With history as our guide, we know what is coming next: the beach crowds begin to fade, shop owners hold the last sale of the summer and we begin the slow march towards reclaiming our quiet beachside town. Local merchants, craftspeople and artists run their sales totals, budget for the winter and hope that next year the spring will be early, the summer long and gas prices low. Hey! Not so fast. Before you box up your inventory or hold a fire sale on your crafts consider how you may be able to transition your business to a year-round operation via online sales. If you think it’s not worth the hassle, here are some interesting facts from Statistics Canada: “Canadian retail e-commerce just tallied its fifth straight year of double-digit growth, yet online sales still account for less than 1% of the total retail market, according to Statistics Canada. It is expected that the average amount that Canadians spend online will grow strongly over the next three years.” While the largest markets for online sales in Canada have been electronics and travel, it is reasonable to assume that we will follow the growth path of the U.S. and begin to see stronger sales in clothing, music, DVDs, gifts, toys and more. Even if you are not up for competing with the likes of Amazon.ca, there are plenty of opportunities for the little guy. Back in 2005 I partnered with business local Lisa Grady, the founder of Sport-Med, Inc., with a plan to take the niche sports medicine business online (www.sport-med.ca). Our expectations were as scant as my hands-on experience in the world of e-commerce. But build it we did and when the first orders started to come in from towns all over Canada I was stunned. “Wow, it really works.” So today I am a strong advocate of taking the plunge, but you must do your homework first. There are many considerations but the first question to mull over is: Is the market already saturated with similar product? Maybe it is, but figure into your equation that many online retailers are U.S.-based and this creates headaches for the buyer. Canadian based sellers are still hard to find across the board from EBay to large retailers. Next, just like any business, determine if there is a demand for the product. No demand will always equal no sales. A great research tool is Google Trends (www.google.com/trends). Here you can discover what consumers are most interested in and the results are broken down geographically. As an example, using your computer, go to Google Trends and search on the term Webkinz (those cute furry toys you see in windows along Main Street). Bingo, who knew folks in Halifax and Winnipeg are the world leaders in Webkinz searches? Next do a basic Goggle search and try and find online Webkinz sellers located in Canada. Is there a market? You decide. Use the same exercise for any service or product. Whether you are interested in selling old treasures from your garage or starting a full blown online operation next time I will cover some of the available tools you can use to test the waters.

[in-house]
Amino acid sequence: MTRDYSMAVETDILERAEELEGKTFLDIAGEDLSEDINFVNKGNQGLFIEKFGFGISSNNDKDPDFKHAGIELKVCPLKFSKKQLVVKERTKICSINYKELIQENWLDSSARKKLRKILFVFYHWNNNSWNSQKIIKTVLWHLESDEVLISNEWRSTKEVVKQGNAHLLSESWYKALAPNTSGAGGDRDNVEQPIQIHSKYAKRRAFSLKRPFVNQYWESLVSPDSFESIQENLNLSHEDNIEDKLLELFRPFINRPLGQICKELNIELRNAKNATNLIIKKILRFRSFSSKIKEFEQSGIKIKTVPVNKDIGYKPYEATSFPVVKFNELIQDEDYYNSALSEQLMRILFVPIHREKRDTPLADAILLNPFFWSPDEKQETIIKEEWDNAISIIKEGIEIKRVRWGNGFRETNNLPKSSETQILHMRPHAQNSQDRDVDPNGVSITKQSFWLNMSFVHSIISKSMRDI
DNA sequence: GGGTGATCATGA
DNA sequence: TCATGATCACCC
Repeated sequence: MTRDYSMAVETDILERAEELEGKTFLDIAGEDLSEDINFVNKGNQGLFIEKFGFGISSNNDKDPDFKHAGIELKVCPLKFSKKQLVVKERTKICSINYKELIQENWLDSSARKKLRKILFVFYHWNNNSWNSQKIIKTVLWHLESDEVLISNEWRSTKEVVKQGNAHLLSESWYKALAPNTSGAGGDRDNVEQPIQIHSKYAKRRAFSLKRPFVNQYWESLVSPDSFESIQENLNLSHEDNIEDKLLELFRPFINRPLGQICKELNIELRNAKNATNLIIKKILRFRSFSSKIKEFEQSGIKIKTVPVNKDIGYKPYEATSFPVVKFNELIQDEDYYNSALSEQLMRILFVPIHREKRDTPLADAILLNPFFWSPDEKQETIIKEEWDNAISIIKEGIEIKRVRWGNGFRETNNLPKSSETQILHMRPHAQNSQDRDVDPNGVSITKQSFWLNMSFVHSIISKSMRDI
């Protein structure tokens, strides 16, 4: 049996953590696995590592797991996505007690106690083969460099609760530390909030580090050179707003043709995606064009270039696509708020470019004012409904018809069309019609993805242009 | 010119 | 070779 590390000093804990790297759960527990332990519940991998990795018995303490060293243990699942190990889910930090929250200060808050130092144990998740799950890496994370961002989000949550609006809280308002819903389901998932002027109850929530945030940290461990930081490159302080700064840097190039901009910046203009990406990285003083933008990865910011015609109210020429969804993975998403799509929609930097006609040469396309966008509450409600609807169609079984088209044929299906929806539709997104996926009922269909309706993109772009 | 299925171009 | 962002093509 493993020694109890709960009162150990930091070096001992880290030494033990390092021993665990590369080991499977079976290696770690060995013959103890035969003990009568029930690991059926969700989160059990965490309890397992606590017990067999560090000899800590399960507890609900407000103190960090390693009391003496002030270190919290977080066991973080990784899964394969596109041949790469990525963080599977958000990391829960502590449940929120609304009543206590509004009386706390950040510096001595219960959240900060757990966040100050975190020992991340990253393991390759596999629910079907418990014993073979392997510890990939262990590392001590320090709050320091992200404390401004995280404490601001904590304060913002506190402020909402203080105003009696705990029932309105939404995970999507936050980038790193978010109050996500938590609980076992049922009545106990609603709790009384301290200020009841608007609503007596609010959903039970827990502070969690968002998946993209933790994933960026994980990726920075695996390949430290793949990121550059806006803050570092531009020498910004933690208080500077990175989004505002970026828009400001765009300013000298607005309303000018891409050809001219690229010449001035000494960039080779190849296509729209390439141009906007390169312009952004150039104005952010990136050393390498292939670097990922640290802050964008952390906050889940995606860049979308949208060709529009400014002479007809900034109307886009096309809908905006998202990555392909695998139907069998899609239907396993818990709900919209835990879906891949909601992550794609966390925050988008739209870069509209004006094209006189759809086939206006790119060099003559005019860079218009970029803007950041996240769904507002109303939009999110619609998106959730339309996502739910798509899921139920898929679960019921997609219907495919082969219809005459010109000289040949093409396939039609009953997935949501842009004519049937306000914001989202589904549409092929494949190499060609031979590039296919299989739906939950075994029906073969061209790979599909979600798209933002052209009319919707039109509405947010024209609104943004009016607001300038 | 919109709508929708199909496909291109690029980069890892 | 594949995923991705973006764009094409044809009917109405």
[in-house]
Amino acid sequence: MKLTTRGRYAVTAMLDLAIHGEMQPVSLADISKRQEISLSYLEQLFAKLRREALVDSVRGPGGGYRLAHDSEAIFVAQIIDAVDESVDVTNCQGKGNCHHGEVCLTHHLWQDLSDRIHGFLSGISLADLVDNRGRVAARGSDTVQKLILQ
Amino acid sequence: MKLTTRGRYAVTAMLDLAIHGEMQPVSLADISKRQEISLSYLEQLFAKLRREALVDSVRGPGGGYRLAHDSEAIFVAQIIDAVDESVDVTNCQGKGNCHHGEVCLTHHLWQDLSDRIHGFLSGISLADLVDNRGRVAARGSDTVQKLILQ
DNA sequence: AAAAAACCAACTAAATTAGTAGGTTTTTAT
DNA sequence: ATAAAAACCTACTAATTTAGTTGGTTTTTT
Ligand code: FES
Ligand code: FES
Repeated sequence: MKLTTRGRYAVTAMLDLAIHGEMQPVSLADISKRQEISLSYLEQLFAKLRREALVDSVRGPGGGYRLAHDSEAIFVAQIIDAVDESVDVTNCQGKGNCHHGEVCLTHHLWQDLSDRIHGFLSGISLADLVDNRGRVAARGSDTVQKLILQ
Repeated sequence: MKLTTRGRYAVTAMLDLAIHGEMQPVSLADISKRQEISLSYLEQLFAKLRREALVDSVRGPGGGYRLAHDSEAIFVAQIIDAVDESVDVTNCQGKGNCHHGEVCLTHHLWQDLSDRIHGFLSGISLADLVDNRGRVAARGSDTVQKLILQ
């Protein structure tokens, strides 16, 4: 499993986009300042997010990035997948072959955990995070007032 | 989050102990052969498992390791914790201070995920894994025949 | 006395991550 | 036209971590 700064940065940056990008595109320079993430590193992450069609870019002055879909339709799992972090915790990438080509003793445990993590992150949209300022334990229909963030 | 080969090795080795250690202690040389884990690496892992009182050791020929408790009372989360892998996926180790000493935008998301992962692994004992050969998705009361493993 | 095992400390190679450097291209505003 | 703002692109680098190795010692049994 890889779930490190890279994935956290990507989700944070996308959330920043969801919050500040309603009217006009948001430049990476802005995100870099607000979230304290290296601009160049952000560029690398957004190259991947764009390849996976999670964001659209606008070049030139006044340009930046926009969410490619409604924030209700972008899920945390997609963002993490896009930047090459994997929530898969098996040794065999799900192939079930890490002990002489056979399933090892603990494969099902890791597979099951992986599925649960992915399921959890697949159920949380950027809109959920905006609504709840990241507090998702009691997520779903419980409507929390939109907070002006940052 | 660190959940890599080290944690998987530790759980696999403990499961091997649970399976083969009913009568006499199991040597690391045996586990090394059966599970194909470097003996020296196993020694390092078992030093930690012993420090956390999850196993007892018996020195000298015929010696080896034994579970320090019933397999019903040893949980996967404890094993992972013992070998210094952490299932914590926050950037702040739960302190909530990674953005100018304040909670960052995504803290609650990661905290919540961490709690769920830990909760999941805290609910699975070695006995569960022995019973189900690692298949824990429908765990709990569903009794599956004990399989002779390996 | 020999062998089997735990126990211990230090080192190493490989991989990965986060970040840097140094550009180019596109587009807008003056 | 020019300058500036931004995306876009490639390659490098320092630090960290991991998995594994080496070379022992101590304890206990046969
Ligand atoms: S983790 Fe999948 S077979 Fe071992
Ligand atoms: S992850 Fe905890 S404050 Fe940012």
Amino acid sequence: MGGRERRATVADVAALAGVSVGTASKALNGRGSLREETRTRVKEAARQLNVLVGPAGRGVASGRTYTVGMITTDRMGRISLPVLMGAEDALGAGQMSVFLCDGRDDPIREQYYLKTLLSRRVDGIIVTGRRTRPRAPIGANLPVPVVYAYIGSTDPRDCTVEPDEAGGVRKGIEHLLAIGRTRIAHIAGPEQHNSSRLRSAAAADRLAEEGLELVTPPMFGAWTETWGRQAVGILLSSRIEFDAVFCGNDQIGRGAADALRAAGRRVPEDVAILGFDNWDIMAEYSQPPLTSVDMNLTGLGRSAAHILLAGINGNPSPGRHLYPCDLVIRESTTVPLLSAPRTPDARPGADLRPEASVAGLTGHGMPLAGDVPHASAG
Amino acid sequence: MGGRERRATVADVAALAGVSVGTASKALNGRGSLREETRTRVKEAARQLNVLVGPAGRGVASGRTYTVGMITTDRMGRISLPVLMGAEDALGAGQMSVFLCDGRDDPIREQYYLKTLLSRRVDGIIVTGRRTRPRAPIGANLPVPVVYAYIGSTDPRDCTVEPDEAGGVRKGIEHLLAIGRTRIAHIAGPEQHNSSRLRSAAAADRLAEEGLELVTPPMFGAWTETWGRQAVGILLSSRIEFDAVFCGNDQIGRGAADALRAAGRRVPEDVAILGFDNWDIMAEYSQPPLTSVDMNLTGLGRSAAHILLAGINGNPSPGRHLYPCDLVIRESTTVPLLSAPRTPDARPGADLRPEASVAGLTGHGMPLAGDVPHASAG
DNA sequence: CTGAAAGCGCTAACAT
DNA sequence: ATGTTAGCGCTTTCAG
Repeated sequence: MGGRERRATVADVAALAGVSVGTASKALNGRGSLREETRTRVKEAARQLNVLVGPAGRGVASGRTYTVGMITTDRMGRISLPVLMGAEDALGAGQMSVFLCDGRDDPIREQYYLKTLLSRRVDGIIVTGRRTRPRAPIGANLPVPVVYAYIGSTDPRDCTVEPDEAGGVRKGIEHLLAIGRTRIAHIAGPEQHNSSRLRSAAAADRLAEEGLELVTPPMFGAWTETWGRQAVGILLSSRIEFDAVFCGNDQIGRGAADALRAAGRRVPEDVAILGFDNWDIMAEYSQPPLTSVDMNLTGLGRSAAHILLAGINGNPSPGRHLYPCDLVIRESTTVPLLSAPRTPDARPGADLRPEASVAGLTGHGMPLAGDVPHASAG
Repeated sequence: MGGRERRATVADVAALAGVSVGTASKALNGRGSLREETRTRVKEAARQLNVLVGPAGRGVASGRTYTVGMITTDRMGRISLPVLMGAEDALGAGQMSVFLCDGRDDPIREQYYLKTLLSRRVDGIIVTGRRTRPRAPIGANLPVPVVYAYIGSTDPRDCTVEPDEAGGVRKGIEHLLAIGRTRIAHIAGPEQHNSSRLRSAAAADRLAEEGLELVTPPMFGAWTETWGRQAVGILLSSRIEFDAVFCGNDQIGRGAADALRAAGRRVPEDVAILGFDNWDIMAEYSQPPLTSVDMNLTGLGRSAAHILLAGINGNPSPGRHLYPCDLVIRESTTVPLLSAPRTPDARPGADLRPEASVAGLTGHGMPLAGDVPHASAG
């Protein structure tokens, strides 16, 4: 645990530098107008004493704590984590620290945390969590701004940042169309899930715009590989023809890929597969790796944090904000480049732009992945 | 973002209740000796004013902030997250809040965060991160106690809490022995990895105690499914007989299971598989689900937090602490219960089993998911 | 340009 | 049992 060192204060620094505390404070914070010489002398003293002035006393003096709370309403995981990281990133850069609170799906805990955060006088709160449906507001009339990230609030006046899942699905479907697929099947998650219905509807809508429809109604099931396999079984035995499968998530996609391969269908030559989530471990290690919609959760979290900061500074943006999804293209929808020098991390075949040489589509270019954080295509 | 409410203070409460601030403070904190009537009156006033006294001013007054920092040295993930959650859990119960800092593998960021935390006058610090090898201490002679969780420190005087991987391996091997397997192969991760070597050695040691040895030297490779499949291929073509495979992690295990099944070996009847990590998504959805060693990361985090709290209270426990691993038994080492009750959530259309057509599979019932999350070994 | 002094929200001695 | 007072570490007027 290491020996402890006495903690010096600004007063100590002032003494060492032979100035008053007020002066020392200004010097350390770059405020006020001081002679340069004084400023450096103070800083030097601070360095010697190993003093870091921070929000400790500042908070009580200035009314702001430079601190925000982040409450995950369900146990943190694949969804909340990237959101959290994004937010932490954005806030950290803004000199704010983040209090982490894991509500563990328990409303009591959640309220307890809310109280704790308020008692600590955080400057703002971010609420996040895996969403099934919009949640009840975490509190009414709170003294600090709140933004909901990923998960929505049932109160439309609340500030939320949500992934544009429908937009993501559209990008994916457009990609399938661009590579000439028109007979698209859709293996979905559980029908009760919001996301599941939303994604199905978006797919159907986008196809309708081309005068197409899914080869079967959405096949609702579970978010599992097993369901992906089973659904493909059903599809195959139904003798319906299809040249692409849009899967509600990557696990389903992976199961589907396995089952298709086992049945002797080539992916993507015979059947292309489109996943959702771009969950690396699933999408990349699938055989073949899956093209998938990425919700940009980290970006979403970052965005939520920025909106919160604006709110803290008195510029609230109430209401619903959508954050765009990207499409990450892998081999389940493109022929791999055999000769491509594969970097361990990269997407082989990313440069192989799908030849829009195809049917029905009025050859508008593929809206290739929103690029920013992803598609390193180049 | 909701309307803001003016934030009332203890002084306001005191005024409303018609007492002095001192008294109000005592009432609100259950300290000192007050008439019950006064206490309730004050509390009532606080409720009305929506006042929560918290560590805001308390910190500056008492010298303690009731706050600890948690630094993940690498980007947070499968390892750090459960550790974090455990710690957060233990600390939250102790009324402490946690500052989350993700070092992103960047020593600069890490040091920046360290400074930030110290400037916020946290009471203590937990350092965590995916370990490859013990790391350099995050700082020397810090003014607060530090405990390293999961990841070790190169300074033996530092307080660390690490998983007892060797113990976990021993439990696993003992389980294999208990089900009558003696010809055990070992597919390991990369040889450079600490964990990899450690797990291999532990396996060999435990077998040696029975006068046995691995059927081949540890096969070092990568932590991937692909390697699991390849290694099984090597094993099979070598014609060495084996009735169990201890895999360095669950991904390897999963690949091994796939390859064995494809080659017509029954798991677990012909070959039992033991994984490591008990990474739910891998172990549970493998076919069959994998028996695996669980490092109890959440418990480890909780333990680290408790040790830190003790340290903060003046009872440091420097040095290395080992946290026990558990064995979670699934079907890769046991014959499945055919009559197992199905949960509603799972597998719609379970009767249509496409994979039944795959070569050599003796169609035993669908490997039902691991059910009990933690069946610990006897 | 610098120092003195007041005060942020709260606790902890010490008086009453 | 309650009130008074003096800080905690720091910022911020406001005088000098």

Tamara Nicola will continue her series on online selling in a future entry.